Upping the Anti is a radical journal, weaving together strands of non-party Marxism and grassroots anti-authoritarian praxis with some very interesting results. Here is how i describe it in my new catalog:
Upping the Anti #3 (November 2006 – 184 pages) The most recent issue of this radical journal from Canada includes interviews with Aijaz Ahmad (“The Anti-Imperialism of our Times”) and William Robinson (“Latin America vs. Global Capitalism”), articles by AK Thompson (“Making Friends With Failure” – thoughts about Richard Day’s book Gramsci Is Dead), Isabel MacDonald (“Haiti: Adventures in Colonialism”), RJ Maccani (“The Zapatistas: Enter the Intergalactic”) and Jen Plyler (“How To Keep On Keeping On” about sustainable modes of long-term community activism). Also, a fascinating roundtable discussion about the struggle at Six Nations and the possibilities and limitations of non-indigenous solidarity. Book reviews of Sociology for Changing the World (Caelie Frampton et al.), Outlaws of America (Dan Berger) and Autobiography of a Blue-Eyed Devil: My life and times in a racist, imperialist society (Inga Muscio).
Like issues one and two, UTA3 contains interviews with movement intellectuals (some “organic,” some academic), articles by activists, and “roundtable discussions” with comrades involved in contemporary radical politics across Canada. It’s a winning combination, with the interviews and roundtables especially providing an accessible format for dealing with some very important issues, ranging from theory to practice and back again. Certainly not an academic publication (that’s a compliment btw), Upping the Anti is well written and touches on complex questions, providing much food for thought.
Issue number three starts off with a thoughtful editorial, Growing Pains: The Anti-Globalization Movement, Anti-Imperialism and the Politics of the United Front – an analysis of the state of the movement and then some. The authors do a good job at summarizing the “anti-globalization moment” of 1997-2001, and examining the differences between politics at that time and the anti-war movement today. More than just a trip down memory lane, this is an ambitious text, one which stakes out positions and tries to define terms.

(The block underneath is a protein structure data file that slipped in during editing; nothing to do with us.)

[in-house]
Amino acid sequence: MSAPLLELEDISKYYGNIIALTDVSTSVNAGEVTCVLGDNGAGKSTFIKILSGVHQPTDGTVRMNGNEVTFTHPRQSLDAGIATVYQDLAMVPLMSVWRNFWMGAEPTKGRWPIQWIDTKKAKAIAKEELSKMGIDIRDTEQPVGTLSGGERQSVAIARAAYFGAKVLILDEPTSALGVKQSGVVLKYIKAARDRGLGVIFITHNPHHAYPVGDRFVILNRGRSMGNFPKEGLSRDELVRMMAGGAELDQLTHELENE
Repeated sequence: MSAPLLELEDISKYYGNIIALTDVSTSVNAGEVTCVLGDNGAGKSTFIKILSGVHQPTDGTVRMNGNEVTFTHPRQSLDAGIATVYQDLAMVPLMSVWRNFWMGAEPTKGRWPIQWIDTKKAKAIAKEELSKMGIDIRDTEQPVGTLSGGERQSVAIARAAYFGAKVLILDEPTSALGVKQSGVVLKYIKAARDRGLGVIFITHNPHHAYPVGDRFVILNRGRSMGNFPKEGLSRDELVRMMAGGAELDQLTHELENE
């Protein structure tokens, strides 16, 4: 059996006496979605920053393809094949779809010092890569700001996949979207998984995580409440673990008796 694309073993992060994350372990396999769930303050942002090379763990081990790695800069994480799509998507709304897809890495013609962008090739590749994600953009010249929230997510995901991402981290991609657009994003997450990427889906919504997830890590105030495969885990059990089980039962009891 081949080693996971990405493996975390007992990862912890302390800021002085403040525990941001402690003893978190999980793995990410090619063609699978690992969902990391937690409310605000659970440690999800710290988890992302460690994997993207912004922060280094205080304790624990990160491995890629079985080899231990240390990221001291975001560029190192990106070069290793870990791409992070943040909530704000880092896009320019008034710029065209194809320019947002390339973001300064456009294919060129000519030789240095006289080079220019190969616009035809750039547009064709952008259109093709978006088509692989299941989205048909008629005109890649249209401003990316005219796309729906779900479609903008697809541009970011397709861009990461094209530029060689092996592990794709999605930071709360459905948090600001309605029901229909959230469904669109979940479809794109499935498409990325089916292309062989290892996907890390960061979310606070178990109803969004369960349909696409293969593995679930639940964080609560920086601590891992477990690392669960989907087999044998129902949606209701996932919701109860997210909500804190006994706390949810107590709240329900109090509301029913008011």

The most useful part, for me, was how Growing Pains explores the tension between the “pedagogy of confrontation” (associated with the anti-globalization movement) and the politics of “the united front” (associated with the anti-war movement today). To discuss this properly would require a separate post, but to (greatly) summarize, the pedagogy of confrontation involves more aggressive tactics and politics aimed at empowering people and getting results, as “people will be moved to action once it is demonstrated that action is both possible and effective.” (35) The united front, on the other hand, is concerned with not alienating less radical people, pursuing “minimum demands while at the same time arguing against the limitations of the minimal platform.” (34)
It’s a good lens through which to examine movements, more fruitful (at the present time) than either the anarchist/socialist or reformist/revolutionary ones.
That said, Growing Pains seems to stretch a little too far, proposing that we need to transcend the “politics of responsibility to the Other” and use “dialectical images” as a way of moving forwards. While i agree with some of what i understood, it felt like the argument should have either been pared down or else given an extra few pages to fully explain what the authors mean. As it is, the logic seems a bit too fast and some of the examples a bit too easy, leaving this reader unsure if he had understood everything that was being said.
A good beginning nevertheless. Even if – or perhaps especially because – one may have to read it a few times to grasp what is being said. Editorials are often bland little things where the people behind a publication fly their flag and pretend to be important, indulging in their favourite platitudes – Growing Pains is several cuts above that.